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San Diego Music Hall of Fame gets six new inductees in Ocean Beach ceremony

Jefferson Jay and his band are (from left) L. Cole Roussos, John Martinez, Jay, Michael James and Dylan Farrell.
(Jacalyn Eleftheriou)

Veteran OB singer-songwriter Jefferson Jay oversees the Hall of Fame, honoring musical artists with San Diego ties since 2018.

Jefferson Jay has written more than 1,500 songs.

The Ocean Beach musician challenged himself to post three song videos a day, including one original, on YouTube for an entire year in 2011 — and he repeated that feat in 2016.

He organized a free 24-hour concert in 2008 for which he coordinated nearly 40 local bands, solo artists, DJs and special performances. The following year, he released the recording of it as a two-DVD set.

“I like to do things no one’s done before,” he said. “I like to push the boundaries.”

With that goal in mind, he created the San Diego Music Hall of Fame in 2018. Its first induction ceremony included Grammy-winning artist Jason Mraz; hit songwriter Jack Tempchin, who had two songs on the Eagles’ “Their Greatest Hits (1971-1975)” album; Sue Palmer, known as the “Queen of Boogie Woogie”; and other local music VIPs.

Every fall since, with the exception of pandemic-plagued 2020, six musical artists with San Diego ties have been inducted into the local Music Hall of Fame.

The stable swelled to 24 members Nov. 11 as six 2022 honorees were inducted in a ceremony at Newbreak Church in Ocean Beach.

This year’s honorees are the Cheathams (late jazz trombonist Jimmy Cheatham and his pianist-vocalist wife, Jeannie, 95); fiddling virtuoso Alex DePue, who was killed in a car accident in Mexico in January; Rock & Roll Hall of Famer Chris Hillman, an original member of the Byrds; Marine Band San Diego; concert pianist Gustavo Romero, a Chula Vista native; and longtime Point Loma High School teacher Larry Zeiger, who has co-written and produced 33 musicals.

“I like to think of our event as a community event first and music event second,” Jay said. “It’s a celebration of our music and our culture.”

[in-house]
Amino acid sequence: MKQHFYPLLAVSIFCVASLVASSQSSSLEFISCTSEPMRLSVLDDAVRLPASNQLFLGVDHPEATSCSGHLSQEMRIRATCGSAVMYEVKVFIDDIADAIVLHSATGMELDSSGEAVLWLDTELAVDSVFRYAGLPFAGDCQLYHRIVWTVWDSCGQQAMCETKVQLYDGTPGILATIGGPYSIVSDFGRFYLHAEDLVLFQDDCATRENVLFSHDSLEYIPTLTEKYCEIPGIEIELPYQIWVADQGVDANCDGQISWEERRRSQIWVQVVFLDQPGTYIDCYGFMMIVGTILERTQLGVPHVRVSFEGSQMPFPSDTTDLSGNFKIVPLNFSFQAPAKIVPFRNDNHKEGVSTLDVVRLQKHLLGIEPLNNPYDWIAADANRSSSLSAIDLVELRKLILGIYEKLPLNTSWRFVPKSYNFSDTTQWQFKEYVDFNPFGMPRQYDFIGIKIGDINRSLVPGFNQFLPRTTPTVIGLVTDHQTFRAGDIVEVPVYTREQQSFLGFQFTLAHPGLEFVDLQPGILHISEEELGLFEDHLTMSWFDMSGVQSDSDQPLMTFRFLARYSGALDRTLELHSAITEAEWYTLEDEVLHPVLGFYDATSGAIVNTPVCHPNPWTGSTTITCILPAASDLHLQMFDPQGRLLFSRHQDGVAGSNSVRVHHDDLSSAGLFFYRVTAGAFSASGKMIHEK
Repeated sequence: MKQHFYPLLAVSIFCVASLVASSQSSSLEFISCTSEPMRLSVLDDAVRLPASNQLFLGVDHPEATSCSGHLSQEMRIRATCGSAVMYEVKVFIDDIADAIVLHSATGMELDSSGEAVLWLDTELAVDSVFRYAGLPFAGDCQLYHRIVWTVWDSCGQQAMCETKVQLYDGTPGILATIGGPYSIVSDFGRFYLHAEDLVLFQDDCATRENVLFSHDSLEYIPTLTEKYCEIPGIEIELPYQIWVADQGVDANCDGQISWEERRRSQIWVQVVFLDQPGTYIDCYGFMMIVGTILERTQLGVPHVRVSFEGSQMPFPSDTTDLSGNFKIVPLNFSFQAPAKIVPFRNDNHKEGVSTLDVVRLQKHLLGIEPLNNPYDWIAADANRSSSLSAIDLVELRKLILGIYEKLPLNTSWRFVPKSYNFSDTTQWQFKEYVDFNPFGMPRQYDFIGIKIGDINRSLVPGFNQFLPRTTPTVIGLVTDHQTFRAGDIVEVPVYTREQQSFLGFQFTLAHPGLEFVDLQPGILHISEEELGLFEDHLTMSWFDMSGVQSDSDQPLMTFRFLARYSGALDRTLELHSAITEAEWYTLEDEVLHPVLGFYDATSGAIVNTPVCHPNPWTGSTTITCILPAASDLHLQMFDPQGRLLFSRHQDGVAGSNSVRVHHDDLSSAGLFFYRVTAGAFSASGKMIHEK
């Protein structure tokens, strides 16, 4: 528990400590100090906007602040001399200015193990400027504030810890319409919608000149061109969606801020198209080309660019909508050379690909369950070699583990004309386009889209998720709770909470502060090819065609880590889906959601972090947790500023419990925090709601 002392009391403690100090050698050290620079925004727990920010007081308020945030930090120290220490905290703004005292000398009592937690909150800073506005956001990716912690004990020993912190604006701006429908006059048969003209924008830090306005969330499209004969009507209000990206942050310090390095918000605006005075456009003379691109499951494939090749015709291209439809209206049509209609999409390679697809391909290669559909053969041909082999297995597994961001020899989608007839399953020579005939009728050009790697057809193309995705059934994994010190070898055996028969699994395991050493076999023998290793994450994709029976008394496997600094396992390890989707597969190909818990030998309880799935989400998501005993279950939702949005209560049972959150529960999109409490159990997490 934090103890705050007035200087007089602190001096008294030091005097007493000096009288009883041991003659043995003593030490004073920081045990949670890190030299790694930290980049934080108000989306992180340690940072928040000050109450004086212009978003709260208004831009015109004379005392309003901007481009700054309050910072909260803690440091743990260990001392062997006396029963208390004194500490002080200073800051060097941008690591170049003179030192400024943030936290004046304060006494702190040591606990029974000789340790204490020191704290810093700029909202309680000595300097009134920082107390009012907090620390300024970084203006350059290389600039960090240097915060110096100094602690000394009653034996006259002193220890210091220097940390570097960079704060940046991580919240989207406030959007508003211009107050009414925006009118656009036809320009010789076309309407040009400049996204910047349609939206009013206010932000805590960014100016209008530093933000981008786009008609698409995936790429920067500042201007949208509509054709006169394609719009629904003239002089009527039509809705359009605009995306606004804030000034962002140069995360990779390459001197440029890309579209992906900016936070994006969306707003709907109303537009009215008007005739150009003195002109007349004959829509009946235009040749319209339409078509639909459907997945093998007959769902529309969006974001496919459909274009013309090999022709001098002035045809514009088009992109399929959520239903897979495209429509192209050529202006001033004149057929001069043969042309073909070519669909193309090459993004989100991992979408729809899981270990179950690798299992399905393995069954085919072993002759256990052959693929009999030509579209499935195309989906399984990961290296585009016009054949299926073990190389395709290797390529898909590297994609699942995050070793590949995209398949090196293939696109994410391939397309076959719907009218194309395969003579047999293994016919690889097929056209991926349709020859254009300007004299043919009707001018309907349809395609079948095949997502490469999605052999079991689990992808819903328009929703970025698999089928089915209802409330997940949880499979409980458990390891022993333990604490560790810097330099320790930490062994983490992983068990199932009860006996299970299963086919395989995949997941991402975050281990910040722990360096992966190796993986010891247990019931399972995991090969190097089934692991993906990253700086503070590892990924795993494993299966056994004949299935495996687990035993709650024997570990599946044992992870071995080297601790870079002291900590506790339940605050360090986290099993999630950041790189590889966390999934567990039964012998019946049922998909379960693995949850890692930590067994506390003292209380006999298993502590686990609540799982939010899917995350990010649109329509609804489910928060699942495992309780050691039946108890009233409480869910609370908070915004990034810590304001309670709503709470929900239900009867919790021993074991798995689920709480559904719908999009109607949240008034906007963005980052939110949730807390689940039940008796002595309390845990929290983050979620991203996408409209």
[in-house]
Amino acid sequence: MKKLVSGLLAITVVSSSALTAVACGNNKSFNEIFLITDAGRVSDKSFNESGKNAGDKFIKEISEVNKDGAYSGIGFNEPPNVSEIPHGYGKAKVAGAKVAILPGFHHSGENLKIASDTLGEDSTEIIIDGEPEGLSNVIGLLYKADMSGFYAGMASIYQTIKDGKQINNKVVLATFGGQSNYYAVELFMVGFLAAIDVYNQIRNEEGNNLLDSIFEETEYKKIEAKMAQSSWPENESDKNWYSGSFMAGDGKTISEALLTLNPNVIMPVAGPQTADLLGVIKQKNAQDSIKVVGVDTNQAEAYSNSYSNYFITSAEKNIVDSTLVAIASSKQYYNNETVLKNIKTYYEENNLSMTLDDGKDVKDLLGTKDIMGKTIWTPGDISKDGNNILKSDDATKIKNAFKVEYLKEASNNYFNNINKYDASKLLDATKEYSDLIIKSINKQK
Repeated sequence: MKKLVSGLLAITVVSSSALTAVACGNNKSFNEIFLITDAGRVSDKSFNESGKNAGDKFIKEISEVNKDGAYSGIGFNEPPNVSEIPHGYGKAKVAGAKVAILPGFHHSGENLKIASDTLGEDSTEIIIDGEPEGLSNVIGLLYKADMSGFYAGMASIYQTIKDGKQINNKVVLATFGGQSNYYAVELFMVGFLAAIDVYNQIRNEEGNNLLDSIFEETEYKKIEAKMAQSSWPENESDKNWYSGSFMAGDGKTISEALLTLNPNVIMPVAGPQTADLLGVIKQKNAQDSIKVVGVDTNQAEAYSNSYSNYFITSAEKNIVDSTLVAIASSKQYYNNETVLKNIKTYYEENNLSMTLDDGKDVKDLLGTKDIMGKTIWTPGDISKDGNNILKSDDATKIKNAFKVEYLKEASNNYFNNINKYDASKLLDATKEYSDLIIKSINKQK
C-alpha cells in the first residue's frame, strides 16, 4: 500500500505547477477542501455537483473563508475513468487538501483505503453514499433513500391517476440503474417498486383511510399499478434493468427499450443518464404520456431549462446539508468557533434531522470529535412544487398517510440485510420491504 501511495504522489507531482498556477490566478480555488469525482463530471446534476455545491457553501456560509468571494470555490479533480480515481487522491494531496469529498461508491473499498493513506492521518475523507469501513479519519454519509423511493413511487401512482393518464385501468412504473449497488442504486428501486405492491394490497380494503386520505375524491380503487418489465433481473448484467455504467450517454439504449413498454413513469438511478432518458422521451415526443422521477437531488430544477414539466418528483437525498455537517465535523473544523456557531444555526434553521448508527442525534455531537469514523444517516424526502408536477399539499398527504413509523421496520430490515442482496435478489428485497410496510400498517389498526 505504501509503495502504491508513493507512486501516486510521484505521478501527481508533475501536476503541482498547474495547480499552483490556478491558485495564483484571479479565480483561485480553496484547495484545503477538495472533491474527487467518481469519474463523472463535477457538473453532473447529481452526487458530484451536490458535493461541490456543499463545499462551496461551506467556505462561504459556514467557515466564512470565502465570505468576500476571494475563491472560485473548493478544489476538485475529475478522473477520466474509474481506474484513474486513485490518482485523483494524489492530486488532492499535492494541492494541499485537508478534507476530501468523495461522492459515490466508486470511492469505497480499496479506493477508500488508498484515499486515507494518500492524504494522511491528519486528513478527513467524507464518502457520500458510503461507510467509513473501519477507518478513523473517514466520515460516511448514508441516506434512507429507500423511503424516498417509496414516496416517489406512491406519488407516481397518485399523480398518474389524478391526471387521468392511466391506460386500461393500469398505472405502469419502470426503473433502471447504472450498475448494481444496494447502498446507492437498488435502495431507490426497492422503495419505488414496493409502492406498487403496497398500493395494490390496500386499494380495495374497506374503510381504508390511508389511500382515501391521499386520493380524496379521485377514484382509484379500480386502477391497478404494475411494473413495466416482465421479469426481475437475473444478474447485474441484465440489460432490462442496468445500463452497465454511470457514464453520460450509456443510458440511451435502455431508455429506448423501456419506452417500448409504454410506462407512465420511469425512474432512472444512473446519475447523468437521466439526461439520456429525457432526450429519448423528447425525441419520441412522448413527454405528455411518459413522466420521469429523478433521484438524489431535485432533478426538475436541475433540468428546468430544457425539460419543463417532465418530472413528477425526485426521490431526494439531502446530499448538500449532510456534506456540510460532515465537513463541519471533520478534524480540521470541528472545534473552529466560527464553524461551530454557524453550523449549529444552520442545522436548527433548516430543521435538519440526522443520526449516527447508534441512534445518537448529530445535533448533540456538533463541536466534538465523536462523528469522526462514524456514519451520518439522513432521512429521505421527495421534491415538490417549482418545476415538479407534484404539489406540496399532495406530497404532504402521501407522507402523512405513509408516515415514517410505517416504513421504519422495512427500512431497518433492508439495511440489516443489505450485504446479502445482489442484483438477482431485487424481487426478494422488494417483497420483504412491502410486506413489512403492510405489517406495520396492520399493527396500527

Every year, Jay focuses at least one induction on a different segment of the local music community. Last year, inductees included the Deering family, who for four decades have produced banjos revered in the industry, along with the co-founders of Taylor Guitars, the instrument of choice of several top musicians.

This year, because the event fell on Veterans Day, honorees included the local Marine Band, which is nearly a century old and books as many as 350 performances each year nationwide.

The emphasis also was on educators, as personified by Zeiger, whose coaching has launched the musical careers of numerous San Diego youths. Jimmy Cheatham also was an instructor who led UC San Diego jazz programs until he retired in 2005. Romero is a professor at the University of North Texas College of Music.

“As long as there is music in San Diego, there should be a Music Hall of Fame.”

— Jefferson Jay

Jay, a New Jersey native, moved to San Diego in 2000 to pursue his master’s degree in history at San Diego State University.

“Very early on, I met a lot of people doing charity-related work in fine arts and the visual arts,” he said. “I was moved by the way they all supported each other and the way patrons supported the arts.”

Jay vowed to replicate that camaraderie in the music world, both to help lift up musicians and to cultivate appreciation for music throughout the San Diego community.

He was so enthralled by the concept that he wrote his history thesis in 2008 about La Jolla’s Athenaeum Music & Arts Library, which started as the La Jolla Reading Club in 1894. The Athenaeum is a nonprofit membership library that incorporates exhibits, live concerts and art classes with its treasure trove of books and reference materials.

Since then, Jay has collaborated with the Athenaeum on producing an acoustic concert series there each fall. Jay and one of his Jefferson Jay and the Diggers band members were among the performers at the Oct. 21 concert.

“All my projects are tied to the idea of people lifting each other up,” Jay told The San Diego Union-Tribune in 2009.

With that philosophy in mind, he named his company The Good Vibe (thegoodvibe.com).

Currently he is producing an animated TV series starring actors with disabilities and neurological differences such as ADHD, Asperger syndrome and autism spectrum disorders. He calls the 24-episode project “The Hunt for the Holiday Spirit” and is looking for financial backers to bring it to viewers.

Though Jay is the face and hands behind the S.D. Music Hall of Fame, many other independent contractors, donors, partners and volunteers play a helping role. It’s a big production to manage, but “I’m used to shows with lots of moving parts,” said Jay, who hosted open mic nights for 17 years in town before the pandemic.

In addition to inductees, a Dawn Steel Award is presented to someone in the music community who shows strength in the face of adversity. This year it goes to Aria Noelle Curzon-DePue, the widow of Alex DePue (they married only months before his death).

Though the Music Hall of Fame has no physical location yet, biographies, photos and research exist on its website, sdmusichalloffame.com.

“I don’t intend to bow out,” said Jay, 48. “As long as there is music in San Diego, there should be a Music Hall of Fame.”


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